The censors declared it a party political film which was illegal, and it was pulled from the 2005 Singapore International Film Festival line-up after the director was warned he could face two years in jail if the screening went ahead.

Media Development Authority’s (MDA) later lifted the ban in 2009 – given the 26-minute video has already been available online and viewed more than 400,000 time by the time the ban was lifted. MDA explained the Political Films Consultative Committee (PFCC) ” viewed Singapore Rebel as a documentary film” falling within statutory exclusions.

Therefore, it “should not be regarded as a party political film”. It would also “set the stage for future political films others might want to make”. MP for Hong Kah GRC Zaqy Mohamad noted: “Elaborating on the considerations in evaluating films would serve as a guide for future projects, and people would be less worried about making such films.”

2010 interview with Martyn See
Ban on ‘Rebel’ lifted; film by Young PAP under review
5 Local Films Banned In Singapore That The Government Does Not Want You To See

# 3 Zahari’s 17 (2006) 

 A 49 minutes film by Martyn See showing an interview with a former newspaper editor Said Zahari sharing on his 17 years as a political detainee in Singapore.


Banned: In 2007

What happened?

The film was gazetted by the Minister as a prohibited film under Section 35 (1) of the Films Act as he viewed that it’s possession or distribution would be contrary to the public interest. It was deemed as giving a distorted and misleading portrayal of Said Zahari’s arrest and detention under the Internal Security Act (ISA) in 1963 and is an attempt to exculpate himself from his past involvement in communist united front activities against the interests of Singapore.

The Government will not allow people who had posed a security threat to the country in the past, to exploit the use of film to purvey a false and distorted portrayal of their past actions and detention by the Government. The film could undermine public confidence in the Government.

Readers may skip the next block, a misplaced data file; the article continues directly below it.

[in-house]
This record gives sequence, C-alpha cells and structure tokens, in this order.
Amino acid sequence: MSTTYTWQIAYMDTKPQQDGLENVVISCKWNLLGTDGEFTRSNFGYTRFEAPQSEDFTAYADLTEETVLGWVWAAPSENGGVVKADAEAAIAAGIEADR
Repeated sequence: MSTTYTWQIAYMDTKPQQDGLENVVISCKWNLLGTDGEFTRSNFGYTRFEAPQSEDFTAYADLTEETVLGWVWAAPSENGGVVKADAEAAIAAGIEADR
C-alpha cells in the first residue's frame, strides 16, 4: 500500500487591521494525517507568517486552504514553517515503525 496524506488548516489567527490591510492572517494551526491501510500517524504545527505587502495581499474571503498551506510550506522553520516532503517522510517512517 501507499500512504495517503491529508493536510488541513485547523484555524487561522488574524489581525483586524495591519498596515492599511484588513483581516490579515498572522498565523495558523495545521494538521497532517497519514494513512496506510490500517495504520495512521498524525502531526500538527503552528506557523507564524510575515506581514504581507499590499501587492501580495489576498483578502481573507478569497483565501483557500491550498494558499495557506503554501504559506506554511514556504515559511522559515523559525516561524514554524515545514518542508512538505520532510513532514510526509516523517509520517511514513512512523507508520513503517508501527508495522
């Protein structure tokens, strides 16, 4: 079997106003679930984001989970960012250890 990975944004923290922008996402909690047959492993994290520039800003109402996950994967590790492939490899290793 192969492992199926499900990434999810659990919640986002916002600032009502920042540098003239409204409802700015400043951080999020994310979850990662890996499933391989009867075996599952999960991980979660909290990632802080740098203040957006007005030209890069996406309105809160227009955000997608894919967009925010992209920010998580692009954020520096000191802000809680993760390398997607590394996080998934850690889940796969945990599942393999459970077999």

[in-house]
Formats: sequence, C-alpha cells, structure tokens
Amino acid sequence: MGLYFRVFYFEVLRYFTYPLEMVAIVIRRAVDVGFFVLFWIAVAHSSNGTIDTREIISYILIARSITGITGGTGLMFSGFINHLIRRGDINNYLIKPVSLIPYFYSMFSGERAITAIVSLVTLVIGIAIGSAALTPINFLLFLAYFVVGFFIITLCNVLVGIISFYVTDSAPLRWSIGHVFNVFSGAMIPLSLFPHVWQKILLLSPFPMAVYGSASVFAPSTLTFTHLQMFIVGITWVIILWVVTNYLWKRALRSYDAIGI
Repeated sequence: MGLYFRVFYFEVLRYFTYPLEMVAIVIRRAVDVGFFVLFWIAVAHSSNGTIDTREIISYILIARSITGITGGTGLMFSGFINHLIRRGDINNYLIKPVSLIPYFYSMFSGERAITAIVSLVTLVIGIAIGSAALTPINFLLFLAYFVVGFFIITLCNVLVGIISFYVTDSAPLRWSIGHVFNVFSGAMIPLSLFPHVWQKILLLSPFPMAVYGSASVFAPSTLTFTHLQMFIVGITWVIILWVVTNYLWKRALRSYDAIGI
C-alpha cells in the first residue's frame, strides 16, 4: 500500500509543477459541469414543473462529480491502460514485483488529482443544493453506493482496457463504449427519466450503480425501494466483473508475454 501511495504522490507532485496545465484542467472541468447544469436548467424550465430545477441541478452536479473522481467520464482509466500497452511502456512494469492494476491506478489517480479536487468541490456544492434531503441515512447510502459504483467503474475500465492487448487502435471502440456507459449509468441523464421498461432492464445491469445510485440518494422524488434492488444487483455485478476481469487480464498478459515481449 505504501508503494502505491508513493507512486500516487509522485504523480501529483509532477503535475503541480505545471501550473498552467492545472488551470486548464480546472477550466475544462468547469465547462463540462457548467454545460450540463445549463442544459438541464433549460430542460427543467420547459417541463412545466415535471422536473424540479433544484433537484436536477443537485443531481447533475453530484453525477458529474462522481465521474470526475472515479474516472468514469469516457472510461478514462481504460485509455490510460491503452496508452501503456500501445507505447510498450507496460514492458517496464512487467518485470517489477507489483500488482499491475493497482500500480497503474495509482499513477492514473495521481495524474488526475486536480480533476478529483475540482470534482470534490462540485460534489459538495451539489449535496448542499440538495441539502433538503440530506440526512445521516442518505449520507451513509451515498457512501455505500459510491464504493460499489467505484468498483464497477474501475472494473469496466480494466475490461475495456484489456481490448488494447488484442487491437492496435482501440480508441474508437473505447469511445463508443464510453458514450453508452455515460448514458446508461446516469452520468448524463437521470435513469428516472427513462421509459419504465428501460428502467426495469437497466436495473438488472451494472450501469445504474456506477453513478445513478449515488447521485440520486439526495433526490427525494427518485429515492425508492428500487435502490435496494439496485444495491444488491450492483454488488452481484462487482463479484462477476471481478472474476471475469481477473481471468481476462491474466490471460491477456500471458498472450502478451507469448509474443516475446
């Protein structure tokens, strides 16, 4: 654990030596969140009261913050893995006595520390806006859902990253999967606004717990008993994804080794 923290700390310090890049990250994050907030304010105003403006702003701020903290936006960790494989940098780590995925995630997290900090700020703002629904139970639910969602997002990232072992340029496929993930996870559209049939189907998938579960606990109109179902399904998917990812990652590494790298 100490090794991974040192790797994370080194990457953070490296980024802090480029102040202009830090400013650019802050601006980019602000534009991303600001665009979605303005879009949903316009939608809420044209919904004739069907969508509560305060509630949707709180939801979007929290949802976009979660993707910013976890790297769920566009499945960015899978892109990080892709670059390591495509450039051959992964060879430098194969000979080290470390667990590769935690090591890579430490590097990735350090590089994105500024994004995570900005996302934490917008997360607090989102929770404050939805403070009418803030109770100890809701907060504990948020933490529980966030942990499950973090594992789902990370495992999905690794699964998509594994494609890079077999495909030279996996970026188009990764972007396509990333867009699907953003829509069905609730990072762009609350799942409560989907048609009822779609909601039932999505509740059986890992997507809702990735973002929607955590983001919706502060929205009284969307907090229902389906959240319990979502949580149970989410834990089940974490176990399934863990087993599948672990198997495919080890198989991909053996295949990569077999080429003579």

Response after Martyn See’s appeal:

We have given your request due consideration. The prohibition stands as the film gives a distorted and misleading portrayal of Said Zahari’s arrest and detention under the Internal Security Act (ISA) and is an attempt to exculpate him from his past involvement in communist united front activities against the interests of Singapore.

The film was assessed in its entirety, and every part of the film should be taken in the context of the entire film which presents a distorted portrayal of Said Zahari’s arrest and detention under the ISA.

5 Local Films Banned In Singapore That The Government Does Not Want You To See 
Zahari’s 17 Years remains banned : MICA
Martyn See writes to Minister on Zahari’s 17 Years
“Zahari 17 Years” continues to be banned in S’pore – BFC 

# 4 One Nation Under Lee (2008)  

A 45 minutes documentary produced by activist and artist Seelan Pillay. It is critical towards the former premier’s rise to power and subsequent crackdown on his opponents. The film also includes interviews with prominent figures, and scenes of public protests taken in Singapore.


What happened?

The Singapore Democratic Party (SDP) had screened the film to a private audience of about 70 people, who paid $20 each to attend the fundraising event cum private screening of the film on Saturday, May 17 2008. Officials from the MDA came to seize the DVD midway through the event, explaining that they were contravening the Films Act, which stipulates that any film intended for public exhibition must be submitted to the MDA for a licence. Failure to do so would incur a fine of $100 for each copy of the film in possession.